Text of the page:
EL DORADO, Ark. (06/23/20) — A heated debate has started in El Dorado on whether or not to remove a Confederate monument that sits on the Union County Courthouse lawn.
A sub-committee of the Quorum Court was formed in less than a week to address the issue that was brought up during last week’s regular scheduled quorum court meeting.
The group is made up of four volunteer members which includes, Carolyn Jones who will serve as the committee chairperson, Cecil Polk, Greg Garrison and one community member at large, Bishop George Calloway.
“We wanted to meet expediently so that we could start the process,” Jones said. “This committee will not be making a recommendation. We will be gathering the facts and then we will present the facts to the quorum court.”
The members met for a special called meeting to make a motion to wait to get legal questions answered on what would have to happen to legally remove the monument which was erected in 1910 and commemorates men in Union County who served in the Confederate Army during the American Civil War in 1861-1865.
Many community members showed up to the meeting which most heard about through Facebook. The meeting was only to discuss how the committee would move forward but it didn’t keep some from voicing their opinions of the removal even being a topic of conversation.
“For me, it’s stupid that we have to meet for this,” one man commented. “Whoever is the power that be ought to have already said the statue has been here for years and it’s going to be here for another several years.”
The committee voted to have the county’s attorney compile all of the legal information surrounding the monuments removal.
Historian of the Son’s of the Confederate Veterans National Organization, Todd Owens, says he has a personal connection with the monument. His family members fought in the Confederate Army and some of them witnessed when it was being built in the 1900s.
“We have to protect their honor, their heritage and stand up for what they fought and died for,” Owens said. “We can not judge that monument by today’s standards. They fought for what they believe in. They fought for state’s rights and the other lie that is projected out there is not the truth.”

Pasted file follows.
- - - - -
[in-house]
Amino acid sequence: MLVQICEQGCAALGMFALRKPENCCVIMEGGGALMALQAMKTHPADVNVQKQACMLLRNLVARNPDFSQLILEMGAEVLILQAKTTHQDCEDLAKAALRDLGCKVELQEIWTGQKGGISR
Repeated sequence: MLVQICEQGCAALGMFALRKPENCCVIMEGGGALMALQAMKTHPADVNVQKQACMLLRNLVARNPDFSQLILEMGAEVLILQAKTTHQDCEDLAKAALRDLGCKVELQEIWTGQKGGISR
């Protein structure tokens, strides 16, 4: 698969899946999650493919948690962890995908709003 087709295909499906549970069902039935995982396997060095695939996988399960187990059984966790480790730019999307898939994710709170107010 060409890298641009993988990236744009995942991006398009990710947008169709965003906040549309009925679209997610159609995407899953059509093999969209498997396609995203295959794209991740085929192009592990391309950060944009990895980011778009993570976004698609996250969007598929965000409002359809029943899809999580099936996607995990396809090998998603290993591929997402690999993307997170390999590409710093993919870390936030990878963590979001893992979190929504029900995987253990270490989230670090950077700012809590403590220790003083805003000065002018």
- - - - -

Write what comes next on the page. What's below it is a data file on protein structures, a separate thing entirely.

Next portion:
Glenn Glover believes otherwise and supports removing the statue from the courthouse lawn.
“I pay taxes at this courthouse,” he said. “I find that statue to be offensive. It was put up during racism and white supremacy.”
Despite the difference of opinions, both Glover and Owners agree that there should be some common ground so that everyone’s history is preserved.
“We need to preserve our heritage and everybody’s heritage,” Owens said. “Not only mine but this gentlemen that brought the complaint to the court. If we do away with our heritage, we don’t know where we’re going if we don’t know where we’ve come from.”
Glover believes the common ground isn’t proposing for the statue to be torn down but to simply be moved to another location, which Owens agrees that would be the best way to satisfy everyone.
“There’s a cemetery that’s about two blocks away on South Washington,” Glover said. “I think that would be a perfect back drop to put it.”
Jones mentioned in the meeting that the court wanted to hear the public’s voice and is accepting written testimonies so that no one’s words are misunderstood.
“Right now, we don’t even know what the legalities are and that’s why we’re asking for clarification on that but with that being said anyone has the opportunity to give me a call,” Greg Harrison said. “They can stress to me. They can stress to Mr. Cecil, Mr. Calloway or Mrs. Carolyn about what your concerns are and then at the same time you have the opportunity to provide it in writing.”
Union County Judge, Mike Loftin said the court would like to receive those testimonies by July 10.
A packet with the testimonies and information complied from the attorney and sub-committee will be given to the quorum court members to vote at the meeting in August.
The public will be notified of all public meetings.